H&R Block to help Black-owned businesses hit hard by the pandemic

Kevin Hardy
The Kansas City Star
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H&R Block will offer free coaching to Black-owned businesses across the country through a new program. Block Advisors, an arm of the company that specializes in small business services, will partner with the Urban League to provide free counseling to Black-owned businesses, which have been hit disproportionately hard by the coronavirus pandemic.

"The impact of hundreds of years of systemic racism continues to be felt today and especially through the lens of economic prosperity," Gwendolyn Grant, president and CEO of The Urban League of Greater Kansas City, said in a news release. "We look forward to working together to break down prosperity barriers and providing financial help where it's urgently needed."

A H&R Block office is seen on December 22, 2017 in Miami, Florida. The company will offer free coaching to Black-owned businesses across the country through a new program to aid businesses hit hard by the pandemic.

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The program will start with Kansas City businesses later this month, said Ian Hardman, vice president and general manager of small business at H&R Block. Then, the company plans to expand by working with Urban League affiliates across the country.

"There is no cap on the number of businesses we'll work with here in Kansas City," he said. "But we're working with a relatively small number so that we can provide insight to those businesses, provide insight to the Urban League and then very aggressively scale nationally."

Aside from tax advice, Block Advisors will provide help with preparing financial statements, planning for large purchases, managing payroll and accessing capital. H&R Block will also offer some micro grants to individual businesses. And the Urban League will provide free credit-building services.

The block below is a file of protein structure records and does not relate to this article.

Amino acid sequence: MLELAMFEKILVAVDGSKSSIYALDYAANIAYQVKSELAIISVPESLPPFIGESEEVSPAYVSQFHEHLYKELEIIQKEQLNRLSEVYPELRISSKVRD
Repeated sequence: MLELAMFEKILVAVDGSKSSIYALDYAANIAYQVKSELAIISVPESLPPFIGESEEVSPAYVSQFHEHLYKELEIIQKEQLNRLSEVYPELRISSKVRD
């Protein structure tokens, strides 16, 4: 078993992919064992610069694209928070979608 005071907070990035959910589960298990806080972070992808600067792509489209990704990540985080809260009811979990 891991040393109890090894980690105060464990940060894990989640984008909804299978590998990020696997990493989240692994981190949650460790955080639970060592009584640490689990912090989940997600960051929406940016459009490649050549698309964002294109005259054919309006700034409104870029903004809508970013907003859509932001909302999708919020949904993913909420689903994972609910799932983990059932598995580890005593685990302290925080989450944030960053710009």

Data from the U.S. Census Bureau shows that Black-owned businesses in Kansas City tend to have lower payroll and sales than their white-owned counterparts. And the pandemic has only exacerbated the divide.

H&R Block research found that more than half of Black business owners reported a revenue decrease of 50% or more compared to only 37% of white business owners since March 2020. The company also found that Black business owners were more likely to report trouble establishing a strong digital presence and more likely to experience late or delinquent payments from customers.

"It really is a much bigger issue than Block or even the individual businesses," Hardman said. "We recognize that there have been barriers, some systemic, some barriers and challenges even self inflicted. But that's the case for every small business in America."

Even badly needed federal assistance was not evenly distributed: One analysis found that fewer than 2% of the first round of Paycheck Protection loans aided Black-owned firms. In Kansas City, a local researcher found that of the thousands of first round PPP loans awarded in the metro area, only 24 helped Black-owned businesses.

"Black communities revolve around Black-owned businesses," National Urban League President Marc Morial said in a news release. "When they thrive, Black communities thrive. By offering coaching and financial counseling to Black business owners, Block Advisors are helping to create an economy that is equitable, robust and resilient for all Americans."

While H&R Block is best known for its consumer tax preparation services, its Block Advisors arm has long specialized in offering a wider variety of services to small businesses like restaurants, salons and childcare centers. Those services include tax planning, bookkeeping, payroll and financial reporting.

Many entrepreneurs and small businesses struggled with those things before the pandemic, Hardman said. But the need is now greater than ever as businesses battle declining sales and complex federal assistance programs.

The number of active Black business owners plummeted by 41% at the outset of the pandemic, according to the National Bureau of Economic Research.

"This is really about how do we ensure that never, ever again happens?" he said. "To do that, we're making sure that we bring the best of our experience to manage the worst complexities and worst challenges that they have. And we're doing that on a one-on-one basis when businesses desperately need it most."

H&R Block's new program is a piece of its wider Make Every Block Better effort, which aims at building connections in communities and helping small businesses coast to coast. In November, the company announced a goal of supporting 500,000 U.S. small businesses by 2025. In 2019, CEO Jeff Jones announced the company would invest at least $6.5 million to help tackle what he viewed as a growing problem of social isolation and loneliness.

The company, headquartered in downtown Kansas City, has also been working to diversify beyond its traditional tax services and expand its reach into small businesses.

In 2018, H&R Block spent more than $400 million to acquire Canadian financial software company Wave Financial. That standalone firm offers bookkeeping, accounting, invoicing, payroll and payments processing services to hundreds of thousands of small businesses.

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